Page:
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Mel Brooks

Believing in Make Believe:
An Interview with Mel Brooks

September 29, 1999
by Dan Lybarger
Originally appeared in the Autumn 1997 issue of The Keaton Chronicle. ........................................................................................................

Before he was writing and directing unforgettable comedies like The Producers and Young Frankenstein, Oscar-winner Mel Brooks grew up watching the movie greats: Charlie Chaplin, The Marx Brothers and Bob Hope. His influences are broad and diverse, but Buster Keaton holds a special place in Brooks' heart.

In fact, speaking from his offices in Culver City, California, Brooks says, "The only reason I'm taking this call is because he's left a great legacy for all comedy filmmakers. He's shown us how to do it."

Brooks has succeeded in several fields. His 2000-Year-Old Man routines with Carl Reiner led to best-selling albums. He's produced and collaborated with other major filmmakers like David Lynch (The Elephant Man and Blue Velvet), Barry Levinson (Diner and Rain Man)
and David Cronenberg (The Fly and Crash). Just recently, he earned an Emmy Award for his performance as Paul Reiser's eccentric Uncle Phil in the television series Mad About You.

Brooks' famous satires Blazing Saddles, High Anxiety and Spaceballs may be more frantic and verbal than Buster's more measured approach, but Brooks insists that Keaton's influence remains. He states, "He gave me things that you can't put your finger on. He kind of said, 'Never play a crazy scene with anything but reality.' He was always intensely and desperately true. He never winked at you. He never said, 'Aren't we having fun?' That was a great lesson for me. He and Chaplin were my mentors."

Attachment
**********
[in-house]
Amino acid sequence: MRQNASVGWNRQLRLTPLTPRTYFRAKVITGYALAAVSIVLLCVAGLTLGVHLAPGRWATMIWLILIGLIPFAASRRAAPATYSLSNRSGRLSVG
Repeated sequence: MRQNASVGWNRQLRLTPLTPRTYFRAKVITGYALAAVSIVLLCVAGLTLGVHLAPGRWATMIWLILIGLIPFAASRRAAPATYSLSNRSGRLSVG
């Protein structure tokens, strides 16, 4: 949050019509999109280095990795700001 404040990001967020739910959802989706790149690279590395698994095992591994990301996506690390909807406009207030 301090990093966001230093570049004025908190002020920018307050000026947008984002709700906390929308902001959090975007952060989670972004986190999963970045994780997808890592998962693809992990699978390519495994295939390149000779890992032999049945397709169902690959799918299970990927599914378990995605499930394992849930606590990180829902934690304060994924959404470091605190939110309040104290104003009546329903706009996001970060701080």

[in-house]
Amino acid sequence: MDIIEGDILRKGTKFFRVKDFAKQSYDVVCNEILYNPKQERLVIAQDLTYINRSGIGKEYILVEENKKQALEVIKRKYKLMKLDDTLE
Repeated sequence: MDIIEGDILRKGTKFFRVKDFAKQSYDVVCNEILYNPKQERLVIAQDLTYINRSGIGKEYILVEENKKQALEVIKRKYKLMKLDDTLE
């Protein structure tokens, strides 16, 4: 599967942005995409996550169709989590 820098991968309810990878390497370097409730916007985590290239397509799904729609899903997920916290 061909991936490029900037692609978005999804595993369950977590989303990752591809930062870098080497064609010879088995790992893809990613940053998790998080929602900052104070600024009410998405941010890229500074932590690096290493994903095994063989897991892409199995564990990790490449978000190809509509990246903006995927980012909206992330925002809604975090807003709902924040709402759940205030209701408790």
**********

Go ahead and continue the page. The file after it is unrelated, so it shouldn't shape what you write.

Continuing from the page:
Brooks was introduced to Buster's work as a youngster growing up in Brooklyn. He was born Melvin Kaminsky in 1926, the year Keaton's The General was released, and was a mere toddler when the Silent Era ended.

Thanks to silent movie houses on Coney Island, Brooks made a discovery that that would stay with him for the rest of his life. He recalls, "We'd go there, and we'd get a frankfurter, a root beer and a boiled-to-death ear of corn at Feldman's, which was before Nathan's Famous Hot Dogs. In the back, they had a silent movie theater.

"The screen was just a white sheet. They had this flickering machine. That was the first time I saw this angel with a white face and these beautiful eyes. I knew this was something special. It was the first time I saw (Keaton). He wore a flat pancake of a hat, and I just couldn't believe the man's grace.